An Interview


People who renovate their historic homes without first consulting an architect who is an expert in such projects can easily destroy the very qualities that made the home special in the first place.
Architect Susan Rochelle’s specialty is making sure a renovated home meets the needs and desires of clients while also preserving the building’s historical integrity. Her designs make subtle, elegant alterations that seamlessly blend old and new.
      “An ill-conceived project can substantially detract from a historic home’s cozy appeal. And aesthetic considerations aside, a so-called ‘re-muddling’ will likely lower a home’s resale value,” says Susan, who adheres whenever possible to the Secretary of the Interior’s Standards for the Treatment of Historic Properties.
Here are three common problems connected with such home-renovation projects:
Problem No. 1: The renovated home hides the historic building’s original footprint, materials and character.
    “You want to be sure the new addition is limited in proportion and scale to the historic building. I would design the addition in a way that makes it easy to see what is historic and what is new,” Susan says.      
      For example, let’s say you want to make the living room larger. A common mistake is to simply add to the room’s dimensions, extending the roofline and replicating the original building material.
Susan, however, would preserve the building’s historic integrity by interrupting wall planes and rooflines to delineate where the historic structure ends and the new addition begin.
 “The goal is to make the old home meet the owner’s personal, modern needs while also maintaining the building’s historic character in a seamless, sensitive way,” Susan says.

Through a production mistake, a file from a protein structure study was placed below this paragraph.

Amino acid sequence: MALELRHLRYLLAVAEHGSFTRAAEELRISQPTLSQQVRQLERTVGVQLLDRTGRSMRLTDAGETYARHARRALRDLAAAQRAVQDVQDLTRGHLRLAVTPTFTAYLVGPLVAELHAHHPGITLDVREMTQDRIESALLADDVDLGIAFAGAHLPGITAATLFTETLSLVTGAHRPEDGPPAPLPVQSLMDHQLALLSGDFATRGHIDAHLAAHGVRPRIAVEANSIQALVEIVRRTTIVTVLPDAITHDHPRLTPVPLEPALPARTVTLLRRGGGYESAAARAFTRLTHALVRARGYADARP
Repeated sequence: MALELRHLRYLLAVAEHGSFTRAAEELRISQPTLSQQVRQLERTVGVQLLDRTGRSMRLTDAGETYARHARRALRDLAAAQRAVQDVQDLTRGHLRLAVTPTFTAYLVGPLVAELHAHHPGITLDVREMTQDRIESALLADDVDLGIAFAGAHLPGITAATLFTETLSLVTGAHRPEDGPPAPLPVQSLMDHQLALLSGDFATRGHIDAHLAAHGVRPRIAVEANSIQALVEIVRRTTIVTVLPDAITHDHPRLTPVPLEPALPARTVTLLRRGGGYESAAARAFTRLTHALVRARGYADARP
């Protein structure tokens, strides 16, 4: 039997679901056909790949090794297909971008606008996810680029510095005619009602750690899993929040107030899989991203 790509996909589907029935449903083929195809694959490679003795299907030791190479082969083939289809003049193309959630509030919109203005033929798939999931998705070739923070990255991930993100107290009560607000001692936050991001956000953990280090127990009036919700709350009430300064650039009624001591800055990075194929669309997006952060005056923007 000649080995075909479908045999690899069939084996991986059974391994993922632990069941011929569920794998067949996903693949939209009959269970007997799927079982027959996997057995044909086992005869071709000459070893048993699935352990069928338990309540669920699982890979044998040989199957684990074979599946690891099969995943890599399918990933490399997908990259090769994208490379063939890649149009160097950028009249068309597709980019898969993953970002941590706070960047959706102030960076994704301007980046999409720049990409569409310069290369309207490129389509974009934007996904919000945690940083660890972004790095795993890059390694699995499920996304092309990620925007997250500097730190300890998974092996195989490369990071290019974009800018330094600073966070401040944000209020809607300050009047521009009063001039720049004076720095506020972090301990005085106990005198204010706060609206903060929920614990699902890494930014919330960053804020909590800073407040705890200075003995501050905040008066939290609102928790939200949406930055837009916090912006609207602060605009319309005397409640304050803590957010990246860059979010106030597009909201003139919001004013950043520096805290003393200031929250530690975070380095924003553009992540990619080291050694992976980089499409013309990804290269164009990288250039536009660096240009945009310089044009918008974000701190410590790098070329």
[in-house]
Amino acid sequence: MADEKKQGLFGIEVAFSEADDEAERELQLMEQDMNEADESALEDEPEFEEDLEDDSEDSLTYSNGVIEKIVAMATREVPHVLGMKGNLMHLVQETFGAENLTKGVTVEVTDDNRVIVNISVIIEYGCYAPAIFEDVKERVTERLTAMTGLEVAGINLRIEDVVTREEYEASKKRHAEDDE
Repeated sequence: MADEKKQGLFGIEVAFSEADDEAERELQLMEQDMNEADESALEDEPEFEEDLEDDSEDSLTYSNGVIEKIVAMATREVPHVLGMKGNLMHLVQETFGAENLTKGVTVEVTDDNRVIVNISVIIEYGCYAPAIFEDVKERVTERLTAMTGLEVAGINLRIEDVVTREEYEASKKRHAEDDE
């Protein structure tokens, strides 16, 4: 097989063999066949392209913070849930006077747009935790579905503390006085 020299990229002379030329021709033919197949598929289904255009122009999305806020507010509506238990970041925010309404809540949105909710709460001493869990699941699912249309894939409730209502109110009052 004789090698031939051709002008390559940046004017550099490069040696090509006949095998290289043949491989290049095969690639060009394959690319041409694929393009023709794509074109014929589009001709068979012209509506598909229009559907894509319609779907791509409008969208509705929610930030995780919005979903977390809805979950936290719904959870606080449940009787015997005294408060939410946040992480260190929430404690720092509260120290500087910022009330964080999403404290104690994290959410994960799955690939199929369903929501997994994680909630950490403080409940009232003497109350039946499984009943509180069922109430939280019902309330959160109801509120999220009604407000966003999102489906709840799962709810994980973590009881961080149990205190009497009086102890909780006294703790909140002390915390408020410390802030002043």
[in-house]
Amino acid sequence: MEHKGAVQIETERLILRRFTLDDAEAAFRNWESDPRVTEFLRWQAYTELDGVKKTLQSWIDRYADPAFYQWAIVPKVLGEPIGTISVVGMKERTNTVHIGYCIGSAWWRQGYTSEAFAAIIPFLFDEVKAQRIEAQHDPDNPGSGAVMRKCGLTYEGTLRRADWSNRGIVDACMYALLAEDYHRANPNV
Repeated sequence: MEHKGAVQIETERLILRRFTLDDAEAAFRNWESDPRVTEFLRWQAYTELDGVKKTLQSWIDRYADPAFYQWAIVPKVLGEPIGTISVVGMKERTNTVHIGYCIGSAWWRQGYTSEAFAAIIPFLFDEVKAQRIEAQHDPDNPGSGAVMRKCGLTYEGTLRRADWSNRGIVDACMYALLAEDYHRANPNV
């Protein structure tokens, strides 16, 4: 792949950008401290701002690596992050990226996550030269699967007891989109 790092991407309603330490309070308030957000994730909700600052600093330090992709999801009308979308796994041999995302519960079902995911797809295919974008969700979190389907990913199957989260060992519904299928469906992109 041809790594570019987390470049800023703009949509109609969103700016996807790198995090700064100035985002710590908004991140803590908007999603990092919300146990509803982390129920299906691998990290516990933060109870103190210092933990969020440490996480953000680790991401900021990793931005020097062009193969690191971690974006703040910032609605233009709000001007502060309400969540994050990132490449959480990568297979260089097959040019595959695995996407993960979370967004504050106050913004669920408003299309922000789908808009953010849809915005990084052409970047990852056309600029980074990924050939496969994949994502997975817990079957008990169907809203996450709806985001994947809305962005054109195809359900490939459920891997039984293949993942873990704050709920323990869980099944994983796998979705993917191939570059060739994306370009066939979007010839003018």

This former home has been converted to adjunct office space for the Town of Clinton, Hunterdon County, N.J. This photo shows the rear of the building, which faces the municipal parking lot. The addition to the original “T-shaped” home (left gable and perpendicular ridge) consists of the right side gable, the new rear entrance and rear porch. The original section is easily distinguished from the later addition by the distinct rooflines and offset corners.

Problem No. 2: The renovations are done in prominent locations.
       “A sensitive design gives the homeowner what he or she needs but doesn’t advertise to passersby that, for example, a cutting-edge media room has been added to the footprint of a circa-1850 home. The addition should be in a location such as the backyard or set back on an inconspicuous side. The ‘curb appeal’ is preserved,” Susan says.

The necessary addition to this former home on Leigh St. in Clinton, N.J. is placed on the rear elevation (tucked behind the left-facing gable) to maintain the historic significance of the building’s most prominent façade.

Problem No. 3:  The project doesn’t minimize the disturbance to the historic home’s original architecture.
       Let’s say you want to add a mudroom. You’ll need a doorway to get from the original house to the new room. One way would be to simply cut into the home’s original exterior wall and add the doorway there.
     “But doing that maximizes the damage to the building’s historic character. A less-invasive approach might be to use the space where an original window or door is and create the doorway there,” she says.

The interior passage between the foyer in this historic home and the newer family room is by way of an original exterior doorway. The historic fabric has been preserved in this Hunterdon County, N.J. residence.

Formerly a window on the rear façade, this doorway from the new kitchen to the original dining room minimizes the disturbance to the historic materials of this home in Annandale, N.J.

This original window allows light to pass from the living room into the new mudroom and makes it easy to see where the original home ends and the new addition begins. The character of the historic N.J. home is preserved.

Susan’s architectural expertise, commitment to historical integrity and attention to clients’ desires produce homes that subtly preserve their original, charming characteristics but are thoroughly, elegantly updated for 21st-century lifestyles.
“I’ve done my job if the client is happy and the project pays proper respect to the home’s original essence,” Susan says.       

To contact Susan Rochelle, A.I.A. Architect, based in Hunterdon County, N.J., call 908-238-9200.

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